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Priority Round-Robin Scheduling for Very Large Virtual Environments. Chris Faisstnauer, Dieter Schmalstieg, Werner Purgathofer Vienna University of Technology. Introduction. Virtual Environments with large amounts of elements Competition for limited resources (bottleneck)

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priority round robin scheduling for very large virtual environments

Priority Round-Robin Schedulingfor Very Large Virtual Environments

Chris Faisstnauer,

Dieter Schmalstieg, Werner Purgathofer

Vienna University of Technology

introduction
Introduction
  • Virtual Environments with large amounts of elements
  • Competition for limited resources (bottleneck)
    • Graphics pipeline (rendering)
    • Processing power (simulation)
    • Network bandwidth (updates)
  • Selection of element subset
    • Reduce absolute number
    • Traditional scheduling for objects
  • Degradation of system performance
  • Approximation must be made
slide3
Goal
  • Development of a generic scheduling algorithm
    • Employ it as stand-alone scheduling
    • Combine with “element-reduction” methods
  • Graceful degradation (find best approximation)
  • Output sensitive
  • Immune to starvation
  • Enforce use of priorities
  • Priorities based on freely definable error metric
    • E.g.: fast entities  frequent updates
    • slow entities  seldom updates
related work
Related Work
  • Short-term scheduling
    • independent processes
    • allocate processor time
    • optimize system behavior
  • First Come-First Served (FCFS) / Round-Robin (RR)
    • execute in order of submission (no priorities)
    • output sensitive, immune to starvation
  • Multi-Level Feedback Queue
    • levels with decreasing priorities
    • risk of starvation vs. constant monitoring
basic priority round robin 1 3
Basic Priority Round-Robin 1/3
  • Elements compete for resources  accumulate error
  • Error modeled as error metric
    • Assign each element: Error Per Unit (EPU)
  • Goal: minimize cumulative error
  • No traditional sorting
  • Approximate sorting in multiple levels (FIFO)
    • Elements assigned to level according EPU
    • Level priority reflects scheduling frequency
    • Combines advantage of Round-Robin & full sorting
basic priority round robin 2 3
Basic Priority Round-Robin 2/3

i=0

i=1

i=2

Repetition counti = NrElementsi * NrLevels

Predicted error = ErrorPerUnit * Repetition Count

Selected elements: A,C,G - B,D,G - A,E,G - B,F,G

basic priority round robin 3 3
Basic Priority Round-Robin 3/3
  • Assignment of elements to levels
    • Minimum overall error
    • Average Error Per Unit  variable size levels
  • Dynamic VE  dynamic error distribution
  • Varying traversal rate (level i)

ni: number of elements in level i

tri: traversal rate of level i

level: number of levels

optimum traversal rate 1 2
Optimum Traversal Rate 1/2

level: number of levels

ni: nr of elements in level i avi: average EPU of level i

rci: repetition count of level i tri: traversal rate of level i

lerri: level error err: cumulative error

slide9

Optimum Traversal Rate 2/2

level: number of levels

ni: nr of elements in level i

avi: average EPU of level i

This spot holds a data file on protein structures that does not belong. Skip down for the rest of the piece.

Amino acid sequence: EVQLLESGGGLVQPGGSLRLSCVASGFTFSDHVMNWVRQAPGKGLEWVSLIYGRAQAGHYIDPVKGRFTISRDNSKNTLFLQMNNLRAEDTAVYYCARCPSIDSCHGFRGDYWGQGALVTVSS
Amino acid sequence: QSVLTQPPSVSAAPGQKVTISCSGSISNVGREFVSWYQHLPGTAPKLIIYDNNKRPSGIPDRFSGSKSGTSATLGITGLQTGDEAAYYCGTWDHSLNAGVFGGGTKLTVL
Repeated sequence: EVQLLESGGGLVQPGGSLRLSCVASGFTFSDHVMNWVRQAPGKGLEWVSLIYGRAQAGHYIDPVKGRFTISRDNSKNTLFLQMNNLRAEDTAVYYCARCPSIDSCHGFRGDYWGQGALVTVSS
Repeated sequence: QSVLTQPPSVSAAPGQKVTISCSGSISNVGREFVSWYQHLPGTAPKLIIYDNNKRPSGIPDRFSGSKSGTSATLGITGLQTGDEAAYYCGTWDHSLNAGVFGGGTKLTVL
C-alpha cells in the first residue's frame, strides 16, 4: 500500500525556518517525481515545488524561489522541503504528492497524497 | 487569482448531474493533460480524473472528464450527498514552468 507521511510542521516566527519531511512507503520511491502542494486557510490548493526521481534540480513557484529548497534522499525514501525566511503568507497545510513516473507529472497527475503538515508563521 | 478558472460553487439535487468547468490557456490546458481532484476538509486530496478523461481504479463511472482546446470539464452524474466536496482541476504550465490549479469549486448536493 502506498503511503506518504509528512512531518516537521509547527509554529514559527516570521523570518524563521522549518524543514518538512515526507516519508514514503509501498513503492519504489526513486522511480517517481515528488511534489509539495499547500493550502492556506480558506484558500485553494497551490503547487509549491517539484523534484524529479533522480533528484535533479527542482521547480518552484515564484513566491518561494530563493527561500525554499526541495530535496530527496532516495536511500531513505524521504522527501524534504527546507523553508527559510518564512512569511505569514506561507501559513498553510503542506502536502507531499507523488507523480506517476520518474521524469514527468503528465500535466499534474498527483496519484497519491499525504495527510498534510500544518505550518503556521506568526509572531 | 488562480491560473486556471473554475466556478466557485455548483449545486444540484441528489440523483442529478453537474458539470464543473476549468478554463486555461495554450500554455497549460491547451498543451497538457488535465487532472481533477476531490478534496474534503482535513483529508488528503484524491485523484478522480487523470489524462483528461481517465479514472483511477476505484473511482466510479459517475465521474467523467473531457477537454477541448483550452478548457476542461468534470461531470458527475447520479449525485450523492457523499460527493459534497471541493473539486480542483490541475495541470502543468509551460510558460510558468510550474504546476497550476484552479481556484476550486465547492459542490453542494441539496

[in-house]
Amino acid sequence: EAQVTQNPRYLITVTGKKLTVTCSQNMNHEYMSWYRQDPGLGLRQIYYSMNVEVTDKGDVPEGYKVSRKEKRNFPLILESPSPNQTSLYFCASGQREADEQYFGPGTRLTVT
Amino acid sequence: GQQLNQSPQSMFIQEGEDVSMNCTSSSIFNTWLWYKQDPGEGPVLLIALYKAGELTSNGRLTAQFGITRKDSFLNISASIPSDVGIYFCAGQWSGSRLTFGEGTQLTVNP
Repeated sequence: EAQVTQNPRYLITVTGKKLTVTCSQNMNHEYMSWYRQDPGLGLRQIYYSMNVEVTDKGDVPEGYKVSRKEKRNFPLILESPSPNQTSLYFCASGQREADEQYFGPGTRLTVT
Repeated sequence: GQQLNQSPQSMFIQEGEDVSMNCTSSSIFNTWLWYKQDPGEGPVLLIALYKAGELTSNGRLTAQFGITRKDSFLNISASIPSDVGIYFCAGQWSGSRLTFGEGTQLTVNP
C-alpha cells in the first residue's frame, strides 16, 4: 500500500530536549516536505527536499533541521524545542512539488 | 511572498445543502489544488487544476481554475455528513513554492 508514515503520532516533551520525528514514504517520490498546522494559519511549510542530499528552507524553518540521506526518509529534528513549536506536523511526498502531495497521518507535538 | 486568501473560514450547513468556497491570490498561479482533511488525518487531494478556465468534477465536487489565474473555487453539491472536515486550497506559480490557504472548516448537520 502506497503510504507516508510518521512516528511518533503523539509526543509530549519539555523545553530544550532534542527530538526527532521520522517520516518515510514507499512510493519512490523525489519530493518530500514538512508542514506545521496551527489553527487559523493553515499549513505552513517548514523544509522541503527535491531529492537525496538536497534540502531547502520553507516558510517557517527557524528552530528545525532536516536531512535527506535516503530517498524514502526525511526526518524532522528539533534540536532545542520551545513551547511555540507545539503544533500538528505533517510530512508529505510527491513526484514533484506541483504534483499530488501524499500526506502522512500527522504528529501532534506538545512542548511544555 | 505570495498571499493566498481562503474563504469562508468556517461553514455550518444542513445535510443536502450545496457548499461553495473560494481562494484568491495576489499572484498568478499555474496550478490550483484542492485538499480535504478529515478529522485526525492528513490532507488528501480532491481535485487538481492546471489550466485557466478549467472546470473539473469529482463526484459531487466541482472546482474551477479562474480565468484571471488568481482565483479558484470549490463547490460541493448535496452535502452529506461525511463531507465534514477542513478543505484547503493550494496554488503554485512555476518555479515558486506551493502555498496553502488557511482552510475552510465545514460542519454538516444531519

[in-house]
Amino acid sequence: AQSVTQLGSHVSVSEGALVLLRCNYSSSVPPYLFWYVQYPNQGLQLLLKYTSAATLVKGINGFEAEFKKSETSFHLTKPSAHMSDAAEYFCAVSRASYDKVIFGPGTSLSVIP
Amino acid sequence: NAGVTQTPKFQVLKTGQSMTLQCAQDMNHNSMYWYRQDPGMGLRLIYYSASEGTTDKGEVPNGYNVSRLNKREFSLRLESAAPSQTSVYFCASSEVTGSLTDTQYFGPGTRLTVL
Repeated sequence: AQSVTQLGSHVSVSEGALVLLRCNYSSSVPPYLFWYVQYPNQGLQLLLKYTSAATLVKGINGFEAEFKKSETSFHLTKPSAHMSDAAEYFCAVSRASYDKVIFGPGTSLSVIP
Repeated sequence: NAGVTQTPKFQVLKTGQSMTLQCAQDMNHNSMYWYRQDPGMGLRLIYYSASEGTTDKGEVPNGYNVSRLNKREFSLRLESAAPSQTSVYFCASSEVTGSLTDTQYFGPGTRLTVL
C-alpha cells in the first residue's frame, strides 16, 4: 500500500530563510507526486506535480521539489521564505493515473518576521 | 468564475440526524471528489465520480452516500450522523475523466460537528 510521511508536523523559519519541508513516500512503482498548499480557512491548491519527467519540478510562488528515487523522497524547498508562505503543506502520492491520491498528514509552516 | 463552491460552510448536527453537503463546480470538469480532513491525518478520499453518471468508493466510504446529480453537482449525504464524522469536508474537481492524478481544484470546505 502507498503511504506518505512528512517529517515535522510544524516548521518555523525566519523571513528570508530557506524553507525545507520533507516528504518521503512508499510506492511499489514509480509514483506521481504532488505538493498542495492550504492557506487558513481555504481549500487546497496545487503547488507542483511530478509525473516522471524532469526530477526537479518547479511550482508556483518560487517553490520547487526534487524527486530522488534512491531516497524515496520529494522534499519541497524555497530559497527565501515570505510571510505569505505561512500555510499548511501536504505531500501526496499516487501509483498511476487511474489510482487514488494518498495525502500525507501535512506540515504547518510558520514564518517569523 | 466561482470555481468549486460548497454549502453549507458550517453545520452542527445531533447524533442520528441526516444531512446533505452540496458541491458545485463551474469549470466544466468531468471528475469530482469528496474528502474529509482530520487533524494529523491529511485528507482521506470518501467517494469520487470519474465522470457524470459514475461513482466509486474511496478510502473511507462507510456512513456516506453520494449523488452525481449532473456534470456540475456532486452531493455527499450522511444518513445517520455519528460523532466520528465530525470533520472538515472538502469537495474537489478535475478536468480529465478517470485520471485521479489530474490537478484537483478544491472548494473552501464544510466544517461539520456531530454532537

rci: repetition count of level i

tri: traversal rate of level i

lerri: level error

err: cumulative error

evaluation
Evaluation
  • Client-server system
    • Server hosts simulator (translates elements in 2D)
    • Client visualizes scene (needs position updates)
  • Subset of element’s position can be updated
    • Select subset using PRR-scheduling
  • Visual error: distance object position on server / client
  • Evaluation of PRR (Priority Round-Robin)
    • Comparison PRR vs. plain RR
    • Comparison DR+PRR vs. plain DR
example 1
Example 1
  • Scheduling 1000 out of 10000 simulated cars (10%)
  • Velocities (in units): 500 cars - velocity  [9,10]
  • 1500 cars - velocity  [3,4]
  • 8000 cars - velocity  [0.1,0.5]

Overall error of PRR is 73% lower than RR

example 2
Example 2
  • Scheduling 1000 out of 10000 simulated cars (10%)
  • Velocities (in units): 10000 cars - velocity  [1,10]
  • Overall error of PRR is 7.5% lower than RR
example 3
Example 3
  • Scheduling 1000 out of 10000 simulated cars (10%)
  • Simulating cars using Dead Reckoning ( 25% cars above threshold)
  • 500 cars - velocity[9,10] - angle offset [19,20] every 10 steps
  • 1500 cars - velocity[3,4] - angle offset [4,5] every 10 steps
  • 8000 cars - velocity[0.1,0.5] - angle offset [1,2] every 10 steps

Overall error of DR+PRR is 63% lower than DR

example 4
Example 4
  • Quake Deathmatch: scheduling 2 out of 9 players
  • Position / velocity of entities given by recorded demo
  • Overall error of PRR is 48% lower than RR
conclusions
Conclusions
  • Enhance (plain) RR  Priority Round-Robin (PRR)
    • Enforcement of priorities
    • Output sensitive
    • Immune to starvation
    • Freely definable error metric
  • PRR is a suitable substitute for RR in most cases
    • Minimize overall visual error in VE
  • Combine Priority Round-Robin and Dead Reckoning
  • Combine Priority Round-Robin and visibility techniques
future work
Future Work
  • Measure for object “activity”
  • Use of visibility information
    • Temporal Bounding Volumes (TBV)
    • Temporally invariant Bounding Volumes (tiBV)
  • Evaluate motion data from large Virtual Environments
    • E.g. “Everquest”, “Ultima Online”
    • Scheduling humanoid avatars
    • Multiple Levels Of Detail (LOD)
os vs ve scheduling
Operating systems

Scheduled once

Priorities: scheduling order

Small number of elements

Constant monitoring

Variable amount resources

Virtual Environments

Scheduled repeatedly

Priorities: scheduling frequency

(Very) large number elements

Output sensitive

Constant amount resources

OS vs. VE - Scheduling
  • Optimize system parameters
  • Enforce priorities
  • Minimize risk starvation